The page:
26 February ~ Reports of the death of Newcastle United's season have been greatly exaggerated. Widespread worries of a nosedive in form following the puzzling sacking of Chris Hughton and the subsequent appointment of Alan Pardew have not come to fruition. What remains widespread is discontent among supporters after the sale of Andy Carroll to Liverpool in the closing minutes of January and the failure to replace him adequately. Not many believe Mike Ashley intends to spend the Carroll money in the summer, though whether it would make any difference if they did is open to question.

Tempting inducements offered to renew season tickets include a ten-year price freeze, but the closing date for the deal of the end of February has only served to further raise hackles among the many who believe that something they disapprove of is planned for the summer. Grudging support is given to Ashley's insistence not to pay over the odds for players, but suspicion remains that his plan is nothing more than to cut costs with the aim of making a sale of the club more attractive to prospective buyers.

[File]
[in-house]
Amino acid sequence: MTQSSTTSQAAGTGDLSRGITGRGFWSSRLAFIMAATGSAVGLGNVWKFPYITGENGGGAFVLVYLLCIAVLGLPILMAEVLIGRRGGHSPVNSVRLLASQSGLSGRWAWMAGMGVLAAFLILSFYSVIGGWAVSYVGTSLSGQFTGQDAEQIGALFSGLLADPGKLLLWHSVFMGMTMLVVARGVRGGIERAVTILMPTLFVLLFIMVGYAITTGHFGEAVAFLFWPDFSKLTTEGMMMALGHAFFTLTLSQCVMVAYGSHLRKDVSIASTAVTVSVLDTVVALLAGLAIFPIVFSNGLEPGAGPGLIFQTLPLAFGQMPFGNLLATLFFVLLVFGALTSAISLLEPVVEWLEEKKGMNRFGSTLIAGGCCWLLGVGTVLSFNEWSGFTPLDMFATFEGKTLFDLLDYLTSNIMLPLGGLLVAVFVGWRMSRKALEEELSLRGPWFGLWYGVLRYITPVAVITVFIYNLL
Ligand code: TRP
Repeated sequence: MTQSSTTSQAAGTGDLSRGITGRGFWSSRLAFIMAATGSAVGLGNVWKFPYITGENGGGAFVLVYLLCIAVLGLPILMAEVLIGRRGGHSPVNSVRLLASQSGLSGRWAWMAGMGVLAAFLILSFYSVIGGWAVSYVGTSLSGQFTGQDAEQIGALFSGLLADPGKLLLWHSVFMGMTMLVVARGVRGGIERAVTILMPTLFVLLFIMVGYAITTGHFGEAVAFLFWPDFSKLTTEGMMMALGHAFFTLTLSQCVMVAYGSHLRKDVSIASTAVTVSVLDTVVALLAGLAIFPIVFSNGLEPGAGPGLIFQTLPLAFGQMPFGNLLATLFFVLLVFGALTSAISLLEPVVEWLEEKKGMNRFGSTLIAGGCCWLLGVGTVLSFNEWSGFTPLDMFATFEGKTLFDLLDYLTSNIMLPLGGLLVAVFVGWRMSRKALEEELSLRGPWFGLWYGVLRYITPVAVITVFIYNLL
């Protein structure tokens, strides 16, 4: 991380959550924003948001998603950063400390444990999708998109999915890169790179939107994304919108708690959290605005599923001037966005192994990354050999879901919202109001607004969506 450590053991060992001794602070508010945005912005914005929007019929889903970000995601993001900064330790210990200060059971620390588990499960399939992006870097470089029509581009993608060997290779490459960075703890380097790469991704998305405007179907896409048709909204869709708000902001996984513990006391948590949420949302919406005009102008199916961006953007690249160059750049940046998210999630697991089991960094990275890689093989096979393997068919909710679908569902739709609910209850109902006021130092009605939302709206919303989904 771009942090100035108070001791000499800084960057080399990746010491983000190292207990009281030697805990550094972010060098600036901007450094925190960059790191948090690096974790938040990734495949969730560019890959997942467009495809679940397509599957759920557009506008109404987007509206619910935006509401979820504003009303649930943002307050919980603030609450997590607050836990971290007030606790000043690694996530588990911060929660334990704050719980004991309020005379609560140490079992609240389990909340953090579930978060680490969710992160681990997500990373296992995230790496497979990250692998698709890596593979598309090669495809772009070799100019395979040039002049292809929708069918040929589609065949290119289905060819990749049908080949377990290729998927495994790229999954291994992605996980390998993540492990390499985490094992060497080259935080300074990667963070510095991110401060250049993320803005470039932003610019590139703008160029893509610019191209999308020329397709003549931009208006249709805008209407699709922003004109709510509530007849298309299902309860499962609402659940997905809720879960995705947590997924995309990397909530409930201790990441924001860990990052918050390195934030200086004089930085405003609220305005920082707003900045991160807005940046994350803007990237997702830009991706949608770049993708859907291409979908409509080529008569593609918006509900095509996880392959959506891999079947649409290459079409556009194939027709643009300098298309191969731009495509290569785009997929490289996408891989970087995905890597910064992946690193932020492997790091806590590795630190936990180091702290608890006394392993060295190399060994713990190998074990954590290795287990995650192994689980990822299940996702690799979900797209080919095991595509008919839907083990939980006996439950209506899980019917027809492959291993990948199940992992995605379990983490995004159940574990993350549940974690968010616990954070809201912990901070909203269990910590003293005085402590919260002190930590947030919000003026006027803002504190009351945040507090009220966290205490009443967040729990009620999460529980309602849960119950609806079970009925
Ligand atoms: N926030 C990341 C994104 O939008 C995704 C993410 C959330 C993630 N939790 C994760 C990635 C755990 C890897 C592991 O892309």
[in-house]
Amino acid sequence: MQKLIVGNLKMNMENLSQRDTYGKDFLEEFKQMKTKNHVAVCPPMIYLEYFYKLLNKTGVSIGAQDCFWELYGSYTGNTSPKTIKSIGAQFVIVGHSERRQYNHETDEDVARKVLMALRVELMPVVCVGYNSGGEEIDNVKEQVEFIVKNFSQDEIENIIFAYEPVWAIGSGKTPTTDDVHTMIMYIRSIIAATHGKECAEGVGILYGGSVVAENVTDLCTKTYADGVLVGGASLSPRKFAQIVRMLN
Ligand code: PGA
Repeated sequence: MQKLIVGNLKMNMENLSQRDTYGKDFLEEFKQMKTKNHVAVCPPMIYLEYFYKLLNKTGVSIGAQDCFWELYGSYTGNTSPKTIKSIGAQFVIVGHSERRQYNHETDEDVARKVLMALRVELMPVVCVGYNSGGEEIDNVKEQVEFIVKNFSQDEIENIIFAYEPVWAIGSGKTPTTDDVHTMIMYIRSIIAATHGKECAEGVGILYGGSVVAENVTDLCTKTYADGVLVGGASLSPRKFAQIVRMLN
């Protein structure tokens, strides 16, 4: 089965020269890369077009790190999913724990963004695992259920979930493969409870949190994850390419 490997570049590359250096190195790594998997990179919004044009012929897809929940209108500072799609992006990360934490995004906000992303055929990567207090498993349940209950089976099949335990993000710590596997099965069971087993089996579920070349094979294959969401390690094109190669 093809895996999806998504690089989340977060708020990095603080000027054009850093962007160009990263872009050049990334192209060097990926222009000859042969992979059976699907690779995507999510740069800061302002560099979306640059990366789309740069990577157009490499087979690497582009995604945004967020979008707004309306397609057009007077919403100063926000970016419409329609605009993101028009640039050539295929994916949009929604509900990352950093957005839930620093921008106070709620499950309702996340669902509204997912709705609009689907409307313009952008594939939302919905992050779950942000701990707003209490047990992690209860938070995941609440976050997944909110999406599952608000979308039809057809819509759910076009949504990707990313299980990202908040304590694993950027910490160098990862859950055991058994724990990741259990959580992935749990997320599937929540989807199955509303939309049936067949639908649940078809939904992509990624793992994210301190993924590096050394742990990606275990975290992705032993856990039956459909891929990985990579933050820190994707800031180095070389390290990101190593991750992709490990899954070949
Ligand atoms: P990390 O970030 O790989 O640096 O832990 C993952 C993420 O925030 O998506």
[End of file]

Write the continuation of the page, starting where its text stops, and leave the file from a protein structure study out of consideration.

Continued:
Pardew himself has quietly impressed supporters. He's said all the right things in press conferences, but more importantly the team has responded to him. If anything results have improved marginally, despite the loss not just of the team’s talisman but also the underrated Shola Ameobi to a fractured cheekbone. His big mistake so far has been to assert that Carroll wouldn't be sold in January. Presumably based on assurances from the owner, it's a stance that any follower of the club's fortunes could have advised was foolish. He's learned quickly. His more recent pronouncements on plans for the summer have been careful to make plain that any guarantees have been provided by Ashley, not by himself.

Today's game against Bolton at St James' provides Newcastle with the opportunity to continue their relatively impressive run of form. Eleven league games since Pardew's appointment have yielded four wins and four draws. Bolton are the only team to administer a spanking to Newcastle this season, however. That 5-1 defeat in November should spur on Newcastle, although Bolton's six successive away league defeats looks like a streak itching to be broken, especially after recent FA Cup wins on the road.

Four winnable games in succession will define the season's remainder for Newcastle. A good run will push them to the edge of challenging for Europa League qualification against all the odds. A bad one will drag them back into the desperate pack. Survival seems likely, though fans view that as being despite the influence of the owner, and only a summer of progress can change that impression. Mark Brophy

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